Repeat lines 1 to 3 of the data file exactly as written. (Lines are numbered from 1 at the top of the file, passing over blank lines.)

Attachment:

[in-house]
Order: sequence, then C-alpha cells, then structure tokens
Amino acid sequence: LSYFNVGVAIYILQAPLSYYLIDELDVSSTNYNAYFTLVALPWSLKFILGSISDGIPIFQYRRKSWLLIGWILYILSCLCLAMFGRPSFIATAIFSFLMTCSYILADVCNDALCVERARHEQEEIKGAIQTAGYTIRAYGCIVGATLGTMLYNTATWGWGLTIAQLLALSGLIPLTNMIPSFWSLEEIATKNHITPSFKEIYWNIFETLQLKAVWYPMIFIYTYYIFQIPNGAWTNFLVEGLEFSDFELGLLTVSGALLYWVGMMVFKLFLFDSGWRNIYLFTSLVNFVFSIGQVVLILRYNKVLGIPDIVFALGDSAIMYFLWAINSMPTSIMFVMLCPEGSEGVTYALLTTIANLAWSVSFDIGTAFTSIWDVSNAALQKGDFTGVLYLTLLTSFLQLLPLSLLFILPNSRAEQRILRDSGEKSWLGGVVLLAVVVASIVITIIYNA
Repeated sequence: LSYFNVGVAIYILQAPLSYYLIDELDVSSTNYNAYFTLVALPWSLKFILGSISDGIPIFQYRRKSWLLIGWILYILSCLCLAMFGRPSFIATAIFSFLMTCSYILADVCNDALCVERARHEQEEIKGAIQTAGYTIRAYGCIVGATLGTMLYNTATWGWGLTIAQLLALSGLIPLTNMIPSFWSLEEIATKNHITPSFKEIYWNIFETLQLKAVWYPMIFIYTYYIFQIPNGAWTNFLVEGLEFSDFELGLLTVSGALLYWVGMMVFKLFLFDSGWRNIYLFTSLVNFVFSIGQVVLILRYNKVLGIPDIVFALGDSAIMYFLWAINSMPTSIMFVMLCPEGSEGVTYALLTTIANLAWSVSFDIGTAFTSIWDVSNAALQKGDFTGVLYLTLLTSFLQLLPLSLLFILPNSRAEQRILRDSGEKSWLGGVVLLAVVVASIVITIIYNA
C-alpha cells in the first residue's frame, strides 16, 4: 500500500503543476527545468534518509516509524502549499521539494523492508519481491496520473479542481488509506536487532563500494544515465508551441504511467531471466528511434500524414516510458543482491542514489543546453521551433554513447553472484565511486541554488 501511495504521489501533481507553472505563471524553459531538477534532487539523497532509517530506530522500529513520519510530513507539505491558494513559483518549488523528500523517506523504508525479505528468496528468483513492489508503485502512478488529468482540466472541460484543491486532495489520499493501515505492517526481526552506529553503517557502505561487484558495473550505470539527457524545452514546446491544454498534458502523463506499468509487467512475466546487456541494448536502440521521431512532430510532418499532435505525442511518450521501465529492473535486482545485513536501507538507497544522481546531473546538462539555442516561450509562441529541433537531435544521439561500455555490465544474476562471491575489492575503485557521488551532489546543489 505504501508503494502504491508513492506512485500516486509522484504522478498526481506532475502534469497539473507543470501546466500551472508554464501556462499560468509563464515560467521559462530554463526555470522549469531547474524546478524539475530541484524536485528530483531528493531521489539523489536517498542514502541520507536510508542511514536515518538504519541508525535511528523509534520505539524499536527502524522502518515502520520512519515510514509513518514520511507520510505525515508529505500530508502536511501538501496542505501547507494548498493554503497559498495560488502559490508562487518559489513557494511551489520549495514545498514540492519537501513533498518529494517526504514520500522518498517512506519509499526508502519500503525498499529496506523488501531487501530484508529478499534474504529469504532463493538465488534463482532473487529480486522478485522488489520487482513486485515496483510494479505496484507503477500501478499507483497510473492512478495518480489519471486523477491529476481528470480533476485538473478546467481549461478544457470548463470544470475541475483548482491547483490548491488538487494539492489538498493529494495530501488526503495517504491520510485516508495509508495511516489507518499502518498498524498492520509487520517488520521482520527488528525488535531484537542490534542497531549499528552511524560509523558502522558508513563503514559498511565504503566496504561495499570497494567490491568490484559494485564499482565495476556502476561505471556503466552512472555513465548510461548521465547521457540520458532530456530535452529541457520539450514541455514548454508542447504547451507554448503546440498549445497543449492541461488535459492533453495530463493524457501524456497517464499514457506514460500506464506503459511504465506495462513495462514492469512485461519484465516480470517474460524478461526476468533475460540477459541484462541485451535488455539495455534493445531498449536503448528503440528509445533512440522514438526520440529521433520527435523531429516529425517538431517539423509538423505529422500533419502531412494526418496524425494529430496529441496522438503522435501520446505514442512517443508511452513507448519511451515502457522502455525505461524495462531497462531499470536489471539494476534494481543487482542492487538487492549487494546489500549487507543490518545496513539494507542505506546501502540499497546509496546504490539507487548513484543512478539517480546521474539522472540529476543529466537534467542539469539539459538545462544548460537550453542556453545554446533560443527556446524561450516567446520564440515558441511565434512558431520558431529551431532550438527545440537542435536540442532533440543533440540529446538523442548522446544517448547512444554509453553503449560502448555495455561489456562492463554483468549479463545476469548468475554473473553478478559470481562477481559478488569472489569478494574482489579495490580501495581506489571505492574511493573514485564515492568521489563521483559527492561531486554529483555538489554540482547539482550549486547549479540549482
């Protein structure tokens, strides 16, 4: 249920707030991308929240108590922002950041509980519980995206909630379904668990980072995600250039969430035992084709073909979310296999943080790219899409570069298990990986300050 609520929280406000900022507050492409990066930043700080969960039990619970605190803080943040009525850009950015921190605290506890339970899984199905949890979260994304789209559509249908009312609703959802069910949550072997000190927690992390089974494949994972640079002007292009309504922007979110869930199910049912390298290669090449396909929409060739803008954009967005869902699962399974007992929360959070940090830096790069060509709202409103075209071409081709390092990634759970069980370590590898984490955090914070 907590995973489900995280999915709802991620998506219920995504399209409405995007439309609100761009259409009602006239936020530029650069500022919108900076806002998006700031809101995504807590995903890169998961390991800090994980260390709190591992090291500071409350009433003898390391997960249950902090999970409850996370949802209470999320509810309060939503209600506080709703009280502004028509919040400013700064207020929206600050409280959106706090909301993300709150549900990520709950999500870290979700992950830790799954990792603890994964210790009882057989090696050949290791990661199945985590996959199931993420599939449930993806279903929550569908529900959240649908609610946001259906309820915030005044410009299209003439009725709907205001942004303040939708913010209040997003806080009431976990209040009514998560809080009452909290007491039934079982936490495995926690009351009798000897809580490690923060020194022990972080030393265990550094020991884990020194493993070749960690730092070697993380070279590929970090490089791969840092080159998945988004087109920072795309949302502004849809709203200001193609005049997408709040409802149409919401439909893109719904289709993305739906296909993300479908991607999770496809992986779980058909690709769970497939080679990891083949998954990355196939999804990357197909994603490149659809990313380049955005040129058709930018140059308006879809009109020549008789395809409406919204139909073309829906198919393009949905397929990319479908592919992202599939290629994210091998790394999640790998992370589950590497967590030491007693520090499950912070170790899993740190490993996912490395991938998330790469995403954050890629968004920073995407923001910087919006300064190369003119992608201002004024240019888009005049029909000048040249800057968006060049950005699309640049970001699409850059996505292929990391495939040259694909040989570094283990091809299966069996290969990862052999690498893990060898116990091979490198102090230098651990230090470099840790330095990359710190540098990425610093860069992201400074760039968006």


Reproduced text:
[in-house]
Order: sequence, then C-alpha cells, then structure tokens
Amino acid sequence: LSYFNVGVAIYILQAPLSYYLIDELDVSSTNYNAYFTLVALPWSLKFILGSISDGIPIFQYRRKSWLLIGWILYILSCLCLAMFGRPSFIATAIFSFLMTCSYILADVCNDALCVERARHEQEEIKGAIQTAGYTIRAYGCIVGATLGTMLYNTATWGWGLTIAQLLALSGLIPLTNMIPSFWSLEEIATKNHITPSFKEIYWNIFETLQLKAVWYPMIFIYTYYIFQIPNGAWTNFLVEGLEFSDFELGLLTVSGALLYWVGMMVFKLFLFDSGWRNIYLFTSLVNFVFSIGQVVLILRYNKVLGIPDIVFALGDSAIMYFLWAINSMPTSIMFVMLCPEGSEGVTYALLTTIANLAWSVSFDIGTAFTSIWDVSNAALQKGDFTGVLYLTLLTSFLQLLPLSLLFILPNSRAEQRILRDSGEKSWLGGVVLLAVVVASIVITIIYNA